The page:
Another bill which would put the brakes on California’s economy is being heard and debated in the California Legislature this week.
When President Donald Trump was elected in 2016, California’s newly-elected Democrat supermajority used the usually congenial legislative swearing-in ceremonies to ram through Assembly and Senate resolutions insisting President-elect Trump abandon his immigration deportation policies, and threatened to “fight in the streets” anyone who tried to “dissolve the work we have done.”
Senate President Kevin De Leon (D-Los Angeles), and Assembly Speaker Anthony Rendon (D-Los Angeles) said in a joint statement immediately following the election, “We are not going to allow one election to reverse generations of progress at the height of our historic diversity, scientific advancement, economic output, and sense of global responsibility.”
They have largely kept their promise. The California Environmental, Public Health, and Workers Defense Act of 2019, Senate Bill 1 by Sen. President pro Tem Toni Atkins (D-San Diego), is the latest legislative promise to adopt polities Trump has overturned. And this is a deja vu: In 2017, then-state Senate President Pro Tem Kevin de León tried to pass an almost identical bill, SB 49 but was unable to muster the necessary votes.
With SB 1, California lawmakers are authorizing an unprecedented power transfer from the Legislature to the Executive Branch. This has become a trend in the Legislature… giving unbridled powers to state agencies and the Executive branch. Sen. Jim Nielsen (R-Gerber) addressed this in the Senate Budget Committee Monday when bill after bill proposed to give more power and authority to state agencies.
SB 1 would give broad and sweeping discretion to state agencies to adopt rules and regulations that they determine are more stringent than federal rules and regulations adopted after January 19, 2017… only until January 20, 2025 when President Trump officially leaves office.
One of the most concerning issues in SB 1 is it would invalidate voluntary agreements entered into between the state and federal government on water conveyance in the Central Valley Project and the State Water Project, and impose outdated methods of operation that do not acknowledge the new scientific consensus.
“This bill has little to do with ensuring clean water and air, protecting wildlife, and standing up for workers,” Bill McEwen at GVWire reported. “The real goal is to provide a legislative vehicle for Democratic lawmakers to polish their “Trump resistance” credentials ahead of the 2020 elections.” GVWire focuses on California’s Central Valley.
Critiques, including the Cal Chamber, call SB 1 a job killer, and say it is too broadly written, “contains ambiguous and undefined standards that will create significant costs, uncertainty and unintended consequences for the regulated community, and raises substantial constitutional concerns regarding a lack of due process and violations to the single-subject rule. Moreover, the bill circumvents the Administrative Procedures Act by improperly empowering state agencies with limited Legislative oversight, and threatens to undermine wetland regulation efforts currently being pursued by the State Water Resources Control Board, as well as operation of the Central Valley Water Project. The bill will inevitably result in unnecessary litigation against state agencies and regulated entities.”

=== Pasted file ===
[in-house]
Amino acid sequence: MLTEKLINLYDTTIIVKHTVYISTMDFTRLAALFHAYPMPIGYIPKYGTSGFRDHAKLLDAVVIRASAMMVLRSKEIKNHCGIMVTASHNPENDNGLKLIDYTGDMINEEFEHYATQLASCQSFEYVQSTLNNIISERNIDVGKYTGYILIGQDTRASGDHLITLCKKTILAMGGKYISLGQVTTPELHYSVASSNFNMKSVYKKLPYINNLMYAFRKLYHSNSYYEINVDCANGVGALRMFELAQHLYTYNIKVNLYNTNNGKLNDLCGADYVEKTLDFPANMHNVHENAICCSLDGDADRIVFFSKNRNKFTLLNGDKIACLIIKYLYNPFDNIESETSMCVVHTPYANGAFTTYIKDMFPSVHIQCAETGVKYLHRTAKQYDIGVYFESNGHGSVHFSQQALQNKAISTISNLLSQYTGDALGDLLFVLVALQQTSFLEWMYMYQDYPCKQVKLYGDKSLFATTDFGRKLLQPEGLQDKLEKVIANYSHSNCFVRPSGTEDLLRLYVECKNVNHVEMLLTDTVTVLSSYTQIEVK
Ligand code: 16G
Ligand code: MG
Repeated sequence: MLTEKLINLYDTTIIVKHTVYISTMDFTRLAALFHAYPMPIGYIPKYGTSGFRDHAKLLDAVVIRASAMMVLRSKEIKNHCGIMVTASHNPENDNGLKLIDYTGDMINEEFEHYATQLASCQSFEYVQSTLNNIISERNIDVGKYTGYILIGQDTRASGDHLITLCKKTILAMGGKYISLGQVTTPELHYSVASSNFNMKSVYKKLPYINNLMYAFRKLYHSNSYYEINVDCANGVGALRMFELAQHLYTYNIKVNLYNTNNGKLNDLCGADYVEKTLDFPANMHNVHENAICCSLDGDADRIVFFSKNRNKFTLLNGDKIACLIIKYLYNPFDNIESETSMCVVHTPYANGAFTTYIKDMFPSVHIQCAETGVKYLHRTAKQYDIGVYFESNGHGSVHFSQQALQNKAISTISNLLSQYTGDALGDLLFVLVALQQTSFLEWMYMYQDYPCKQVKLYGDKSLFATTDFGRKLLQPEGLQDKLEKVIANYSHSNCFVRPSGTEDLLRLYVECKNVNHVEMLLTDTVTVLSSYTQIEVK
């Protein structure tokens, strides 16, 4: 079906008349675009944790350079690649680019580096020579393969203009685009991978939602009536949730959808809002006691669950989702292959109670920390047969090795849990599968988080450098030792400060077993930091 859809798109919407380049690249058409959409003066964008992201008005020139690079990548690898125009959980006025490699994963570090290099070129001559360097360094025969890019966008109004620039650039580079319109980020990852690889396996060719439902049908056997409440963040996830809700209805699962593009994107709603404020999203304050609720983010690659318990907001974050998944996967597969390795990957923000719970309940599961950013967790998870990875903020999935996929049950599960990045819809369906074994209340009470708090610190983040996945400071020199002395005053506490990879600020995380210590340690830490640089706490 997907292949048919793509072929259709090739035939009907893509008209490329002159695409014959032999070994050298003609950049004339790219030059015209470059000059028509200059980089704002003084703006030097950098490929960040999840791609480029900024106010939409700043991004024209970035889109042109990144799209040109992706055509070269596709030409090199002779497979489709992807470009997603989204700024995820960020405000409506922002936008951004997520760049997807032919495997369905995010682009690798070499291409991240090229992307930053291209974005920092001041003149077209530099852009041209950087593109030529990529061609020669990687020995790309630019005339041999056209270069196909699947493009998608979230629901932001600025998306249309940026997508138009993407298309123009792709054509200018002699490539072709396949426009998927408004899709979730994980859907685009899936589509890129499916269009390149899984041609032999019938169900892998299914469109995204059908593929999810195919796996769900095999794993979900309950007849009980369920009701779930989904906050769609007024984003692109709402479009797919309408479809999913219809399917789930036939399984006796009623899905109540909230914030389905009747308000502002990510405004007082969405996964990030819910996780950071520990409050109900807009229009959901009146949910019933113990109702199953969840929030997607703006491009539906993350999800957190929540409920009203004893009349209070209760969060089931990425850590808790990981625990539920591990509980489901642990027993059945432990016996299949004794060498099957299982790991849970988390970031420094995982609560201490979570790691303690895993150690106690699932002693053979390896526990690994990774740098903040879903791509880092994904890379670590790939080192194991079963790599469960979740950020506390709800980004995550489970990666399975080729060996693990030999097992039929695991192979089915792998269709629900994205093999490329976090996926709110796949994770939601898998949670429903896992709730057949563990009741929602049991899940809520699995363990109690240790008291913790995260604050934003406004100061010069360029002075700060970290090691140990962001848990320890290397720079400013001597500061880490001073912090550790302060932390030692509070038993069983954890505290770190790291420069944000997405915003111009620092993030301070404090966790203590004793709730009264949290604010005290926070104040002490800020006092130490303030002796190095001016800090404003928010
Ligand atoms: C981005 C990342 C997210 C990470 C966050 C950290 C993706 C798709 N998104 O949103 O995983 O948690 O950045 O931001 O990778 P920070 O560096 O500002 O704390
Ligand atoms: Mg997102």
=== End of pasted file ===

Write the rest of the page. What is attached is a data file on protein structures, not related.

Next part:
According to the bill’s author, “SB 1 ensures clean air, clean water, endangered species, and worker safety standards that have been in place for as long as 50 years are not rolled back as a result of the anti-environment actions of the President and Congress. In the past two years, the new administration and congress have adopted action after action to weaken, roll back, and outright repeal longstanding and well-accepted standards to protect workers, public health and the environment.”
SB 1 authorizes state environmental and labor agencies to adopt specified federal environmental, natural resources, and labor standards as emergency regulations as they existed on January 19, 2017 — the day before President Trump was sworn in — if the federal government subsequently modifies or relaxes them. This law, and any regulations promulgated under it, would become inoperative on January 20, 2025 — the day that President Trump would leave the White House if he is elected to a second term of office.
“SB 1 is a highly flawed overreaction to a Trump administration that many state Democratic leaders and their environmental allies have called ‘anti-science,’” GVWire reported.
Central Valley water interests (which includes agencies, contractors, and agricultural) fear that the bill could lock in endangered species protections at higher standards of the California Endangered Species Act if federal Endangered Species Act regulations are rolled back.
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